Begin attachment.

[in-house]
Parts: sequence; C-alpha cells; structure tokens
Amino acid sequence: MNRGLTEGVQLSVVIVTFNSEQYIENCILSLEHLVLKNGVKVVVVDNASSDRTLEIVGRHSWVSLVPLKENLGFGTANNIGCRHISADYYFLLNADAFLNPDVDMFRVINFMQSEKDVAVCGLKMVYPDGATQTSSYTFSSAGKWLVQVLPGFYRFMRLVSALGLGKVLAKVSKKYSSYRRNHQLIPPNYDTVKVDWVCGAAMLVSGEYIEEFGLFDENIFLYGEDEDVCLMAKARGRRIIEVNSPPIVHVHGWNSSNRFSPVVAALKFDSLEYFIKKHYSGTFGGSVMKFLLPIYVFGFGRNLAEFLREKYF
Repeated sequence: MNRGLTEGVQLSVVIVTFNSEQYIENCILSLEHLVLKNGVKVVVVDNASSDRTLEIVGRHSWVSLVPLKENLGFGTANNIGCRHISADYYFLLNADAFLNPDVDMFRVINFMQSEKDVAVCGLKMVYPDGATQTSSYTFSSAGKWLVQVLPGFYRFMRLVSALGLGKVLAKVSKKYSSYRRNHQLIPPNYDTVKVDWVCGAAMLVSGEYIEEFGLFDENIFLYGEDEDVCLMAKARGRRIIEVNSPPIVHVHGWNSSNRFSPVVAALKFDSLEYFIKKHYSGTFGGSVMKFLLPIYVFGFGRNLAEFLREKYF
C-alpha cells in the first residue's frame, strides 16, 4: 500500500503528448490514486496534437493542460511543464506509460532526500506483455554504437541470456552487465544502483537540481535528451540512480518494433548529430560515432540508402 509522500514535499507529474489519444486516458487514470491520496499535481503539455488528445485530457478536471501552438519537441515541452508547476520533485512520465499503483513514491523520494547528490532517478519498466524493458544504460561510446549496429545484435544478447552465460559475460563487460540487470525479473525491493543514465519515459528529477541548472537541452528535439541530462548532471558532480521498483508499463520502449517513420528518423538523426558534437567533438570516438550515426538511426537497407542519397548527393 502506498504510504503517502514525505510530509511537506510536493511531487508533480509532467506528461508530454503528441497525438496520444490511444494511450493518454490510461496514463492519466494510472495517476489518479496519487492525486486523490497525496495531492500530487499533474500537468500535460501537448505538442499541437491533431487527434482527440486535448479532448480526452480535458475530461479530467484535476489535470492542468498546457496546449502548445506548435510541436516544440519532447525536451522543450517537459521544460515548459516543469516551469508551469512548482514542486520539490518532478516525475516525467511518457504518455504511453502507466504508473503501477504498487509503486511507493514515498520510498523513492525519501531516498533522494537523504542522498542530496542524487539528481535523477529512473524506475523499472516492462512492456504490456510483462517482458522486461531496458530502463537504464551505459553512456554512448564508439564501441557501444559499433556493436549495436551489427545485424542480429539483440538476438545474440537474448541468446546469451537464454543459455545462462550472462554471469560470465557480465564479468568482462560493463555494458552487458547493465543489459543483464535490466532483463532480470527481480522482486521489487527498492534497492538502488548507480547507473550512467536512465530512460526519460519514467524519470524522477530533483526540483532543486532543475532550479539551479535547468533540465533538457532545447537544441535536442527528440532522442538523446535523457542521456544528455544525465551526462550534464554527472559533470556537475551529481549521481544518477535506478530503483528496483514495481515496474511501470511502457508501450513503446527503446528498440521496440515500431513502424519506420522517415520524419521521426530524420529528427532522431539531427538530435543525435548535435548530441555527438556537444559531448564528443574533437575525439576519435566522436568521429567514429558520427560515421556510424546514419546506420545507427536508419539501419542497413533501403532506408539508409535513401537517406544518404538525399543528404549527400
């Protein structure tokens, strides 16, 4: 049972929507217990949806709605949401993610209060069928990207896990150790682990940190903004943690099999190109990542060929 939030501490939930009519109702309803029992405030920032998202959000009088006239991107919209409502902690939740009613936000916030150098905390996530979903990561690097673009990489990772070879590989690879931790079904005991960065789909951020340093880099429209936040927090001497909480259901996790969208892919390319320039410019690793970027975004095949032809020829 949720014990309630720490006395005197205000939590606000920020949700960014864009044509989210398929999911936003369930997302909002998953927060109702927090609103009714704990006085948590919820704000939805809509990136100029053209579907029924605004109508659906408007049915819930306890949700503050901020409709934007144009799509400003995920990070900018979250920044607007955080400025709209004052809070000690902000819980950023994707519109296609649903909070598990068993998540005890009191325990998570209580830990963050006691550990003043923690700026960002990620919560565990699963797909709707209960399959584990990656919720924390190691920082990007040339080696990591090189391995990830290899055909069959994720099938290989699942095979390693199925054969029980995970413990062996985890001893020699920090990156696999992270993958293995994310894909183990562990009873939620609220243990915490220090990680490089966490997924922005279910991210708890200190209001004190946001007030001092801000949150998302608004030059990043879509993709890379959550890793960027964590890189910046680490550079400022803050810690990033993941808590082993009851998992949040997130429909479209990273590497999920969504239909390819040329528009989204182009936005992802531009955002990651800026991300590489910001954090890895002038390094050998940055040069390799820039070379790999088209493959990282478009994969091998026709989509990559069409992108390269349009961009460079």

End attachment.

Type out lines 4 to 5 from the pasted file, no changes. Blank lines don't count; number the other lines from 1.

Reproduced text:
Repeated sequence: MNRGLTEGVQLSVVIVTFNSEQYIENCILSLEHLVLKNGVKVVVVDNASSDRTLEIVGRHSWVSLVPLKENLGFGTANNIGCRHISADYYFLLNADAFLNPDVDMFRVINFMQSEKDVAVCGLKMVYPDGATQTSSYTFSSAGKWLVQVLPGFYRFMRLVSALGLGKVLAKVSKKYSSYRRNHQLIPPNYDTVKVDWVCGAAMLVSGEYIEEFGLFDENIFLYGEDEDVCLMAKARGRRIIEVNSPPIVHVHGWNSSNRFSPVVAALKFDSLEYFIKKHYSGTFGGSVMKFLLPIYVFGFGRNLAEFLREKYF
C-alpha cells in the first residue's frame, strides 16, 4: 500500500503528448490514486496534437493542460511543464506509460532526500506483455554504437541470456552487465544502483537540481535528451540512480518494433548529430560515432540508402 509522500514535499507529474489519444486516458487514470491520496499535481503539455488528445485530457478536471501552438519537441515541452508547476520533485512520465499503483513514491523520494547528490532517478519498466524493458544504460561510446549496429545484435544478447552465460559475460563487460540487470525479473525491493543514465519515459528529477541548472537541452528535439541530462548532471558532480521498483508499463520502449517513420528518423538523426558534437567533438570516438550515426538511426537497407542519397548527393 502506498504510504503517502514525505510530509511537506510536493511531487508533480509532467506528461508530454503528441497525438496520444490511444494511450493518454490510461496514463492519466494510472495517476489518479496519487492525486486523490497525496495531492500530487499533474500537468500535460501537448505538442499541437491533431487527434482527440486535448479532448480526452480535458475530461479530467484535476489535470492542468498546457496546449502548445506548435510541436516544440519532447525536451522543450517537459521544460515548459516543469516551469508551469512548482514542486520539490518532478516525475516525467511518457504518455504511453502507466504508473503501477504498487509503486511507493514515498520510498523513492525519501531516498533522494537523504542522498542530496542524487539528481535523477529512473524506475523499472516492462512492456504490456510483462517482458522486461531496458530502463537504464551505459553512456554512448564508439564501441557501444559499433556493436549495436551489427545485424542480429539483440538476438545474440537474448541468446546469451537464454543459455545462462550472462554471469560470465557480465564479468568482462560493463555494458552487458547493465543489459543483464535490466532483463532480470527481480522482486521489487527498492534497492538502488548507480547507473550512467536512465530512460526519460519514467524519470524522477530533483526540483532543486532543475532550479539551479535547468533540465533538457532545447537544441535536442527528440532522442538523446535523457542521456544528455544525465551526462550534464554527472559533470556537475551529481549521481544518477535506478530503483528496483514495481515496474511501470511502457508501450513503446527503446528498440521496440515500431513502424519506420522517415520524419521521426530524420529528427532522431539531427538530435543525435548535435548530441555527438556537444559531448564528443574533437575525439576519435566522436568521429567514429558520427560515421556510424546514419546506420545507427536508419539501419542497413533501403532506408539508409535513401537517406544518404538525399543528404549527400